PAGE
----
Dam removals help restore natural paths of state’s many waterways
Directly below the Route 130 bridge that spans Turtle Creek in Trafford is a dangerous temptation.
Cool shade and a roaring man-made waterfall lure thrill-seekers, who ignore a 10-foot-tall chain-link fence topped with barbed wire and swing out over the creek on a thin rope, plunging into a shallow pool just downstream of the old Westinghouse Dam.
“There’s no way to keep people out. They keep cutting the fence,” said Lisa Hollingsworth-Segedy, associate director of river restoration for nonprofit American Rivers. “Dams are a dangerous place to play. Water that goes over the dam creates a current that can pull you under. Even experienced swimmers could drown in those conditions.”
The danger in Trafford soon will be gone. Engineers are devising plans to remove the 8-foot-tall, 50-foot-wide dam and restore the section of Turtle Creek to its natural babbling flow. It is one of a couple dozen outdated, useless dams slated that will be removed from state waterways this year.
Pennsylvania leads the nation in dam removals. According to American Rivers, a national group specializing in river restoration that helps facilitate dam removal, the state removed 143 dams in the past decade, accounting for 19 percent of removals nationwide. American Rivers opened a field office in Edgewood six months ago to keep up with demand.
“Year after year, Pennsylvania is consistently ahead of everyone else in the number of dams removed,” said Jack Kraeuter, the state Department of Environmental Protection’s chief of environmental and geological services for the Division of Dam Safety in Harrisburg.
There are several reasons, he said.
For one thing, Pennsylvania simply has a lot of dams: at least 3,000, and possibly as many as 7,000 if every tiny dam is accounted for.
“Back in the colonial days, that’s how you got your power — saw mills, grist mills — and how you got your water supply,” said Vince Humenay, a DEP biologist. “Back then they were damming streams to the point where it was just one pond after another.”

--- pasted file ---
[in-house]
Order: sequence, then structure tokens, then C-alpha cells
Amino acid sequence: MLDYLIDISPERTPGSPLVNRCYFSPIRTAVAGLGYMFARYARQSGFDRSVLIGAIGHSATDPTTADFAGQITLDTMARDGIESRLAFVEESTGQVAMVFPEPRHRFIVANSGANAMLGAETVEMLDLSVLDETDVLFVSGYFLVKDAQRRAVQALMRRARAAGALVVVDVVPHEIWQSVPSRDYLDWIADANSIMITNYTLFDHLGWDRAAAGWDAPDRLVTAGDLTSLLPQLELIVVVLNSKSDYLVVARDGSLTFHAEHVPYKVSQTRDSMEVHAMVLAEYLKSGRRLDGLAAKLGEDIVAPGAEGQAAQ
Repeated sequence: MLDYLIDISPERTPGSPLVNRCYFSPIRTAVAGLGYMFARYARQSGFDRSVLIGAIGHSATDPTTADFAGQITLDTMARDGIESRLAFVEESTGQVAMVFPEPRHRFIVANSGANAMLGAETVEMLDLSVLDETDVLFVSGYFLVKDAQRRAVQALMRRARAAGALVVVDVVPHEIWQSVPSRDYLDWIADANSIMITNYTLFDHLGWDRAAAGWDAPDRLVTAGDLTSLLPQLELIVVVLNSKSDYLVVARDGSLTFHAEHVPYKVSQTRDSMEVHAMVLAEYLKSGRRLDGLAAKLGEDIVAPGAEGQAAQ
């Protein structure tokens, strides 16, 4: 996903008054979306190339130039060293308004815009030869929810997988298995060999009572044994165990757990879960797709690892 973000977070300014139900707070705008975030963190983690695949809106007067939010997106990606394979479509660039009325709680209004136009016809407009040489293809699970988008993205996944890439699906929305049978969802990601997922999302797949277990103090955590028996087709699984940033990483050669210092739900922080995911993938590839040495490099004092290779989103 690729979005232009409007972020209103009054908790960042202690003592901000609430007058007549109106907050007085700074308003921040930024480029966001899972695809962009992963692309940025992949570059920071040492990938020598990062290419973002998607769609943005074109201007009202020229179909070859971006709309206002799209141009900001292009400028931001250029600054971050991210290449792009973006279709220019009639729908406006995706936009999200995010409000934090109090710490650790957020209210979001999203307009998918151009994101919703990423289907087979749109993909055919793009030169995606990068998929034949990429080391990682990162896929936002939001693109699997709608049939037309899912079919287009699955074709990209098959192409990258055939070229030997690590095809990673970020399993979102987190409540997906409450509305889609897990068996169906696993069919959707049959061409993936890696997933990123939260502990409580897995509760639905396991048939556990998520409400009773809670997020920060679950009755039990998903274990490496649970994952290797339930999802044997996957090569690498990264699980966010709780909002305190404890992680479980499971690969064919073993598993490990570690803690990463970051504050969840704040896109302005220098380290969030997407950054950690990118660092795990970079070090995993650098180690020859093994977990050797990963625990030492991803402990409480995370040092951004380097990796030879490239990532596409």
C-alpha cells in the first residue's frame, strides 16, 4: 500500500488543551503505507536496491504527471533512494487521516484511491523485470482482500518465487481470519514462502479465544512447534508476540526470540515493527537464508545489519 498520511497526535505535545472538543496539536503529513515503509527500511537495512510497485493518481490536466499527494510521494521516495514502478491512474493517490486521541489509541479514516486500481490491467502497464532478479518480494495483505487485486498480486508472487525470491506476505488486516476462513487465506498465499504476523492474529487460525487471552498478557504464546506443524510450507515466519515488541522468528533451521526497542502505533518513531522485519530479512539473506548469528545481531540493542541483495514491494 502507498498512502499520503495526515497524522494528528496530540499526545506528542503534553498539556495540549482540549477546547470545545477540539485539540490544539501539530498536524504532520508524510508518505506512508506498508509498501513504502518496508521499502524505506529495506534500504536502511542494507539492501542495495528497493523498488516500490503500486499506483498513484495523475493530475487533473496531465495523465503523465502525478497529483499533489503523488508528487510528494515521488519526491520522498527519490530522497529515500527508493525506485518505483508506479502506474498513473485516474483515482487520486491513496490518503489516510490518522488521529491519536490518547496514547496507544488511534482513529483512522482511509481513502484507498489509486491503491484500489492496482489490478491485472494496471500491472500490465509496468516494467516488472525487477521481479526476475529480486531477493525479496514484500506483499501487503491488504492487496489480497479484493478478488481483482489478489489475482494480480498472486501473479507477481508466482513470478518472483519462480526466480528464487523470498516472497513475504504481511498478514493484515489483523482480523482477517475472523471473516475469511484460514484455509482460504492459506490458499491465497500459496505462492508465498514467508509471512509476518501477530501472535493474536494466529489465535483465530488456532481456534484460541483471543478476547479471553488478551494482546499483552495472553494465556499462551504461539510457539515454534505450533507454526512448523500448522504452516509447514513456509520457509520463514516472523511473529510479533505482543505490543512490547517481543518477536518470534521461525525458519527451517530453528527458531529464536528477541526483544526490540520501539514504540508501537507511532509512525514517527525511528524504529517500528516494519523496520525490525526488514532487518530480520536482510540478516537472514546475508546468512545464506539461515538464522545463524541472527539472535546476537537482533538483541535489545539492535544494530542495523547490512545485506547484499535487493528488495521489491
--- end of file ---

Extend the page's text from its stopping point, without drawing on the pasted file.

The state has also been successful at collecting and supplying money for dam removal projects.
Officials from the state and American Rivers are waiting to hear about an application for almost $15 million to pay for the removal of a dozen dams using federal stimulus money for “shovel-ready” projects. Since 2003, the state has given American Rivers $1.6 million in taxpayer-financed Growing Greener grants, which pay for environmental projects. American Rivers also gets grants from philanthropic organizations, including the Laurel, Mellon and Colcom foundations.
“If we have a willing owner who has a dam they don’t use anymore and they don’t want the liability, and we tell them we have the funding to remove it and all we need is your permission, they go for it,” Kraeuter said.
Officials say teamwork among the DEP, American Rivers and the state Fish and Boat Commission results in quick investigating and then planning, permitting and financing for dam removals.
Removing dams has a purpose beyond safety.
Dams alter the natural flow of rivers, turning clear, rapidly moving streams into stagnant ponds where mosquitoes breed. They bury mussels and other bottom-dwellers in sediment. Trapped sediment doesn’t continue downstream, starving sandy beaches. High dam walls prevent trout and other fish from migrating upstream to spawn.
A recent Fish and Boat Commission survey showed the number of fish tripled upstream from where Bear Run Dam was removed last year in Centre County.
A dam removal can originate several ways.
In the case of Westinghouse Dam, PennDOT is paying about $200,00 to remove the 100-year-old dam and restore 2,500 feet of Turtle Creek. It is required to remediate the creek to make up for impacting another section with the widening of Route 22.
“I think it’s great that they’re removing it,” said Jennifer Salany, 31, who lives a few hundred feet from the dam and has two young daughters. “It’s dangerous for children, so they should get rid of it.”
The Porter’s Cove Dam in Harmony has a different story. Wild Waterways Conservancy, a private nonprofit, bought the dam on Connoquenessing Creek and about two acres surrounding it from the borough for $1. It is scheduled to be breeched July 1, with the rest of removal happening the following week. Afterward, the conservancy will install a canoe and kayak launch.
Complaints are rare, Humenay said.
“I’ve probably completed about 100 projects, and we’ve had to do public meetings on less than 10,” he said. “I haven’t had one in two years. Most people are OK with this.”
No trace remains of the dam removed two years ago in Butler County’s Alameda Park. Instead, Sullivan’s Run trickles unimpeded through the park past a grassy field that occasionally becomes a natural wetland.
“It turned out great. I mean, the dam didn’t hold water since 1970, anyway,” said Gary Pinkerton, director of the parks. “The whole idea was to return the stream back to its natural state, and that’s what we accomplished.”
Want to remove a dam?
American Rivers can help remove unwanted dams. For information, call Lisa Hollingsworth-Segedy at 412-727-6130.